Consider, by contrast, the power of offering someone a coupon as they are placing an order via their phone or via a beacon as they walk into your store. Thanks to this kind of contextual immediacy, Shyam says that organizations using Punchh see “upwards of 50% redemption rates on their campaigns.”
The cost of building the kind of technology that makes these sorts of customer interactions possible would be prohibitive for most organizations (e.g., organizations that aren’t Starbucks). On top of that, keeping the necessary data flowing through a system like this poses its own problems.
For a variety of technical reasons, Shyam said,”99% of brands can’t do this.”
Engage, Predict, Execute
So what do you need in a technology solution that can help you manage customer experience in a way that matches customer expectations for relevance and seamlessness?
According to Shyam, the technology needs to help you do three things: engage, predict, and execute.
Engagement today means “engage through any channel.” The solution you choose needs to support customer interactions be they online, in mobile apps, or at the point of sale (POS). On this last point, Shyam told me that Punchh offers integration with 24 existing POS solutions, covering “80% of the market.”
In addition to the channels mentioned, the mechanisms that companies use to engage with customers include all types of loyalty programs, offers, games, and surveys. The appropriate solution needs to be able to handle these and anything else marketers and customer loyalty teams can dream up.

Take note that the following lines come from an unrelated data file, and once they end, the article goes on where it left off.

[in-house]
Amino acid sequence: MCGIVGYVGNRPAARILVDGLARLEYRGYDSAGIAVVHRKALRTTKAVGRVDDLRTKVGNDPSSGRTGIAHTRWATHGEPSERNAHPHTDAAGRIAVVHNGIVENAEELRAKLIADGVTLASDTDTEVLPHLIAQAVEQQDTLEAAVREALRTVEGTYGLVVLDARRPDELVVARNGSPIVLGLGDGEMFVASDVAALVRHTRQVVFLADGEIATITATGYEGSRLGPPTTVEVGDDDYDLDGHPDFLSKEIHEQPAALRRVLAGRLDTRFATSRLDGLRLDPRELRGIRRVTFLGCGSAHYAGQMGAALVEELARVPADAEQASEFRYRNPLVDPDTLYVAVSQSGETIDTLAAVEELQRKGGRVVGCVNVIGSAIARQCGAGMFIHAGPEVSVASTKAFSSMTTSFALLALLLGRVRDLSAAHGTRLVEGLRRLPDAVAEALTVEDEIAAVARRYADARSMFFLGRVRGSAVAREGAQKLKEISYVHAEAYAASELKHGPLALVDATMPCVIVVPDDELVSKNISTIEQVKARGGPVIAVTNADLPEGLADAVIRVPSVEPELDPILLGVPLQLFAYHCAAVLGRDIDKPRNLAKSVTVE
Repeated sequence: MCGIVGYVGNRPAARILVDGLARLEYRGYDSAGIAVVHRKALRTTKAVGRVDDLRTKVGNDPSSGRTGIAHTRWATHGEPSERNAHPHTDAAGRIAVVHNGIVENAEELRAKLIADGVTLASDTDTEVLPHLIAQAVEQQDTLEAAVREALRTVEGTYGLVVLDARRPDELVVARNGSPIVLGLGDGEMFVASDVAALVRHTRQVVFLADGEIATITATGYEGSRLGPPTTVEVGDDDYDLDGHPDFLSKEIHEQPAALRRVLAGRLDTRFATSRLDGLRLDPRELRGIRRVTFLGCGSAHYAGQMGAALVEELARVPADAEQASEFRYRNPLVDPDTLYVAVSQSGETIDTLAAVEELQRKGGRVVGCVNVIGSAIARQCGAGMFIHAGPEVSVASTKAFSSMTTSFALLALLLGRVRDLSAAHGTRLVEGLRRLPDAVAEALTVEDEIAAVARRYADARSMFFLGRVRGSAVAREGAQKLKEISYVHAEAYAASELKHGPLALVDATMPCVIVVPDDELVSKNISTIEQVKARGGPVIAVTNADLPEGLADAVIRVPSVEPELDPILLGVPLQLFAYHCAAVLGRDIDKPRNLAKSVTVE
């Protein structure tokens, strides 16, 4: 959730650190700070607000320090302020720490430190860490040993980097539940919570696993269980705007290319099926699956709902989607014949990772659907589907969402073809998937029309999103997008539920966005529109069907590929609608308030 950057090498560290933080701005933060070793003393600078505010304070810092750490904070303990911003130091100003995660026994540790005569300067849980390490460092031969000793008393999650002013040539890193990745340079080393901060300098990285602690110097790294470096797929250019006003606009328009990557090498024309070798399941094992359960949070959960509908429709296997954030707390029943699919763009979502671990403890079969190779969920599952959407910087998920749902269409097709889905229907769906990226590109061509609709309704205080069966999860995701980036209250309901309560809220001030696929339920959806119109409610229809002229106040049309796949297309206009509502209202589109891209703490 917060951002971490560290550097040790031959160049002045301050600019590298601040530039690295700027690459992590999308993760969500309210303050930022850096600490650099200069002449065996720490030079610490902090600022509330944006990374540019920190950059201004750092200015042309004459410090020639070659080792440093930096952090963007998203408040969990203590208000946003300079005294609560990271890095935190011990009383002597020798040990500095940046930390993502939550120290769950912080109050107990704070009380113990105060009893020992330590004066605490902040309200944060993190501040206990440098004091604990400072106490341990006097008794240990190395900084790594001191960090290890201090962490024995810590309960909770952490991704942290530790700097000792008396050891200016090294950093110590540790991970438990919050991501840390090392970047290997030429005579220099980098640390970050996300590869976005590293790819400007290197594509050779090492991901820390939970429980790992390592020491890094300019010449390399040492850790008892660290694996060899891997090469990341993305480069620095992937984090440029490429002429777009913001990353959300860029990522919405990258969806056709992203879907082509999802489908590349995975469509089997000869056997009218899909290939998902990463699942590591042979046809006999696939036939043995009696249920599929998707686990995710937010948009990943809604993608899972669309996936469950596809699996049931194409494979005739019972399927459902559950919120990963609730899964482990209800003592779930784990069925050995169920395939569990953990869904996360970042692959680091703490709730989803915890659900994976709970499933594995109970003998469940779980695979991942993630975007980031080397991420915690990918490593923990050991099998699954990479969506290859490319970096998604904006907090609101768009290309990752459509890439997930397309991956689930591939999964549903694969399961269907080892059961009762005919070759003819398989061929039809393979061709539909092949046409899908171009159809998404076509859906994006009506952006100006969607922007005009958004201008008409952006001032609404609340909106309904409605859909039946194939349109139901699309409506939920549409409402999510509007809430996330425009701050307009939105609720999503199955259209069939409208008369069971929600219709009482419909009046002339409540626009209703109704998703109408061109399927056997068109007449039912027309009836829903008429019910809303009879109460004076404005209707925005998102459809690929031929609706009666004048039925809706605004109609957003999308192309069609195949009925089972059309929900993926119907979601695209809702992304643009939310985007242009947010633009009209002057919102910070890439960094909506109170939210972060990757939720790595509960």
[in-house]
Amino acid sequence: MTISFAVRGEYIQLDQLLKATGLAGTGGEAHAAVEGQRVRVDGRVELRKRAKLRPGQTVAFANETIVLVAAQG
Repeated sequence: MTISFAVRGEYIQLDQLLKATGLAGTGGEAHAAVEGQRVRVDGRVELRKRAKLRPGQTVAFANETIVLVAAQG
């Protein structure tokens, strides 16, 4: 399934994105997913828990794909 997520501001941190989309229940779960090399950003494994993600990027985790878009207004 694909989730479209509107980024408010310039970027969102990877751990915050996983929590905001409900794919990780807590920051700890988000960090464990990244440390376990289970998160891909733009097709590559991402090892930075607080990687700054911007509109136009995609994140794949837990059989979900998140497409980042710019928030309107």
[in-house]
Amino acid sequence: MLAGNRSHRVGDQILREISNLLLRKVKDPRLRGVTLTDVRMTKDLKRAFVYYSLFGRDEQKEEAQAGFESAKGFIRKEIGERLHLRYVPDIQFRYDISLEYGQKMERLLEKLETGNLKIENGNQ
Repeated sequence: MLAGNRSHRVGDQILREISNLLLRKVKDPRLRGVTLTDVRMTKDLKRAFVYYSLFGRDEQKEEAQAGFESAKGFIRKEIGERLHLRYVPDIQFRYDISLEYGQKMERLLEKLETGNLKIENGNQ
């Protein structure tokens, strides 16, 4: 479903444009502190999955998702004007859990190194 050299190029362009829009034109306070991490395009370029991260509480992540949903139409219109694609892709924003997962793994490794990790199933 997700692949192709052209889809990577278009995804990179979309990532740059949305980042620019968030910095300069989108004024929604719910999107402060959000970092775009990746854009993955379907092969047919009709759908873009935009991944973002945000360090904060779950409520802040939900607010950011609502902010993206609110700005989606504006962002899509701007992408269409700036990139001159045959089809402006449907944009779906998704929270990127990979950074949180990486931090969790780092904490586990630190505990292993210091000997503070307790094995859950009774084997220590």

However you choose to engage with customers, the more relevant the engagement the better. To ensure relevance, you need data. The more data you have, the better your ability to predict whether or not a particular offer will hit.
If, for example, you know that a customer traditionally orders the same meal or visits your restaurant on a certain day, then you can tailor offers either to enhance those behaviors or, frankly, encourage others.
Bottom line is that you need a system that collects and leverages data in a way that benefits both you and your customers.
A platform solution, modular or otherwise, is, in the end, just a tool. Its benefit to your organization derives from how you use it.
For this reason, any solution you choose needs to be easy to deploy, support as many forms of engagement as possible, and, as I just mentioned, capture data in a way that you can leverage it.
As Shyam explained, the best platform will allow you to, for example, “automatically reward customers and upsell based on behavior.” Efficient data capture, data analysis, and process automation is critical to that end.
Closing the Loop
Consumers move freely between devices. And they get disappointed easily if companies can’t keep up with their behaviors and preferences.
Closing the loop in an ecommerce environment is relatively easy; everything is happening inside the machine, so to speak.
In the retail environment, where people don’t have to announce themselves or sign in to transact or conduct their business, things get complicated.
Companies like Punchh are trying to reduce that complexity and, if my conversation with Shyam Rao is any indication, they are coming up with some genuinely innovative ways to do just that.